Lost in Translation

This past week, I found myself unexpectedly traveling to Scotland for my aunt’s funeral. She had been ill for awhile, but even so, her passing took me by surprise.    

My sister and I headed across the pond to stay with our family and attend the funeral. Although we found ourselves there for the worst of reasons, while there we had a wonderful time catching up with our cousins who we just don’t get to see very often, due to living an ocean apart. Since we were there for several days, my cousin Chris asked if there was anything in particular I wanted to do or see while we were there. Sheepishly (pun totally not intended…but awesome nonetheless), I said I’d like to check out one or two of the local yarn stores. Much to my surprise, he immediately agreed.    

Frankly, I found his instant acquiescence to bringing me around to yarn stores astonishing. My US family regularly makes fun of my yarn obsession. (That’s not to say that they don’t indulge it…my husband took me to two yarn stores during my birthday weekend in Portland, for example. And my teenaged son good-naturedly browsed around Wildfiber Studio with me in Santa Monica last summer.) But I was touched that Chris seemed not only happy to take me to whatever store I chose, he wasn’t even giving me any grief about it. He asked if I knew specifically where I wanted to go, and I replied that I had Googled for a list before I left, but I couldn’t remember off the top of my head which one I wanted to go to. So he opened his laptop, and I told him he could just Google “yarn store Glasgow” and see what came up -- he could pick whichever one was the easiest drive.   

After Google spit out a list, Chris looked over the laptop screen at me and said, “You want to go to a WOOL SHOP?” Ahhhh. There was the confused condescension I had been expecting. He had no idea what I meant by yarn. I had forgotten that in the UK all yarns are just called wool, or knitting wool. Thereafter, we engaged in good-natured banter about my obsession. He kept saying “yarrrrrrn store,” trying – and failing miserably, may I add – to say the words with an American accent. Instead, he sounded like a cartoon pirate every time he uttered the words, which made me laugh Every. Single. Time. (I wonder if in her repertoire of stuffed animal knitting patterns Susan B. Anderson has a parrot pattern? I could make him a yarrrrn parrot as his little pirate wannabe sidekick…)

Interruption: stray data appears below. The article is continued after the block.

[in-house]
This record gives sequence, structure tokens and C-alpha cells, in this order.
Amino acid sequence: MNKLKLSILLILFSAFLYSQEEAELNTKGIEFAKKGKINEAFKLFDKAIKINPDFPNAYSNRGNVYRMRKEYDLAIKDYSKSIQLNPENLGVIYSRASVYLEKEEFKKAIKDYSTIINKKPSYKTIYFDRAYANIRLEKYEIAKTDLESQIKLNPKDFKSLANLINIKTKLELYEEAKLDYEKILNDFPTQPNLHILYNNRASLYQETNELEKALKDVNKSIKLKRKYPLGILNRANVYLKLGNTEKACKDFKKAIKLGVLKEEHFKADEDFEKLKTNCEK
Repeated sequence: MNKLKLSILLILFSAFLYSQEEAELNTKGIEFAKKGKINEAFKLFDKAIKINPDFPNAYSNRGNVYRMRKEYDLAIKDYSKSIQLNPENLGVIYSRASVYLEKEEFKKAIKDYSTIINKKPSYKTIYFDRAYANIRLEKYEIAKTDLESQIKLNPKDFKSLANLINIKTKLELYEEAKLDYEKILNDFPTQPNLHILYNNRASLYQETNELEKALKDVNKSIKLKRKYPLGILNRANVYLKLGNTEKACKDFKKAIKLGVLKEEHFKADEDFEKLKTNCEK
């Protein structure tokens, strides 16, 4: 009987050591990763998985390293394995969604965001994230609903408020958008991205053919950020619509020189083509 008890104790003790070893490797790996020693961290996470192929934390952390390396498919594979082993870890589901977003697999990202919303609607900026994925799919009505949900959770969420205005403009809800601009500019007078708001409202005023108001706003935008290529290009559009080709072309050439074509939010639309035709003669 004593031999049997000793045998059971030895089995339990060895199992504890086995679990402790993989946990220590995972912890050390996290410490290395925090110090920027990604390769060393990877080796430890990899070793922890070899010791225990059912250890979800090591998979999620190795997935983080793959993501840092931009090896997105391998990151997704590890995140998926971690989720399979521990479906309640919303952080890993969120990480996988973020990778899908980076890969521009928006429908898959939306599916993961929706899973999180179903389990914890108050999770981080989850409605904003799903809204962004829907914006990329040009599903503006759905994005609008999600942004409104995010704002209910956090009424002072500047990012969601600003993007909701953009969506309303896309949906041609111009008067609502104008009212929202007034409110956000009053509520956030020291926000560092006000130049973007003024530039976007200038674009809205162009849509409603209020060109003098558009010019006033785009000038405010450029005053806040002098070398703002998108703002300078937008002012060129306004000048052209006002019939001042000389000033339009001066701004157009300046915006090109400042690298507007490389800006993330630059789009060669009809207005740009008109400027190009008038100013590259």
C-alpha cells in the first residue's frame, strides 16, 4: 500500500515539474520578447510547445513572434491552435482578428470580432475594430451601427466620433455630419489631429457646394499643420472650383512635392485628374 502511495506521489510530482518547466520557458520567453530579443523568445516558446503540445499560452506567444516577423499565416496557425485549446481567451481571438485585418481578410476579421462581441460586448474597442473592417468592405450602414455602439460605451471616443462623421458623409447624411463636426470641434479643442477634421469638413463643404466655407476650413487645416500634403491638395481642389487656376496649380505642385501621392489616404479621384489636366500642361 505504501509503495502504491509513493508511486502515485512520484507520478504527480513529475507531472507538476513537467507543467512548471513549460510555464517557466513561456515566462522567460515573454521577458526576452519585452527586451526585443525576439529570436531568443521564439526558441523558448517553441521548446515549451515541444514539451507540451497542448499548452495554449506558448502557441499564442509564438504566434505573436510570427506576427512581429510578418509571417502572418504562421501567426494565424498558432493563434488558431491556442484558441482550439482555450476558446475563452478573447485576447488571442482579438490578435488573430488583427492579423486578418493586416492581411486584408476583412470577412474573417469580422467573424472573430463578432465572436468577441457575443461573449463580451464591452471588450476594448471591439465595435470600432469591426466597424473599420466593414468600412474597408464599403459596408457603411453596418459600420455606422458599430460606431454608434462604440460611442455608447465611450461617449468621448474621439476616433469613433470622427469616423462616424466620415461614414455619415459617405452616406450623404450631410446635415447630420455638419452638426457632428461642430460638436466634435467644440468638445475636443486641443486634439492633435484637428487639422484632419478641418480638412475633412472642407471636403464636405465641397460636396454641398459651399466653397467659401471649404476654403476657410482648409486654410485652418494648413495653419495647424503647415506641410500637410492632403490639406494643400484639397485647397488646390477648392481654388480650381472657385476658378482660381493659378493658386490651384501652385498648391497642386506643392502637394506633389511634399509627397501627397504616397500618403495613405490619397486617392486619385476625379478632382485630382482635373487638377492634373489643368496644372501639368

In the end, both of my Scottish cousins indulged their crazy American relative with trips to wool shops. I bought souvenir yarn at each – as if that doesn’t go without saying. The shops were TINY, each having a very limited selection available. My favorite was The Yarn Cake – their selection was more diverse, and they sell pastries as well. How cute is that? At that shop I scored two British yarns – a Falkland/silk blend, and a locally hand dyed superwash merino/nylon blend. And as a bonus, I found the cutest little zebra head tape measure to add to my collection.     

My plan is to take the Falkland/silk blend and design a shawl using it. I’ll call it the Lady Jane, after my aunt.  

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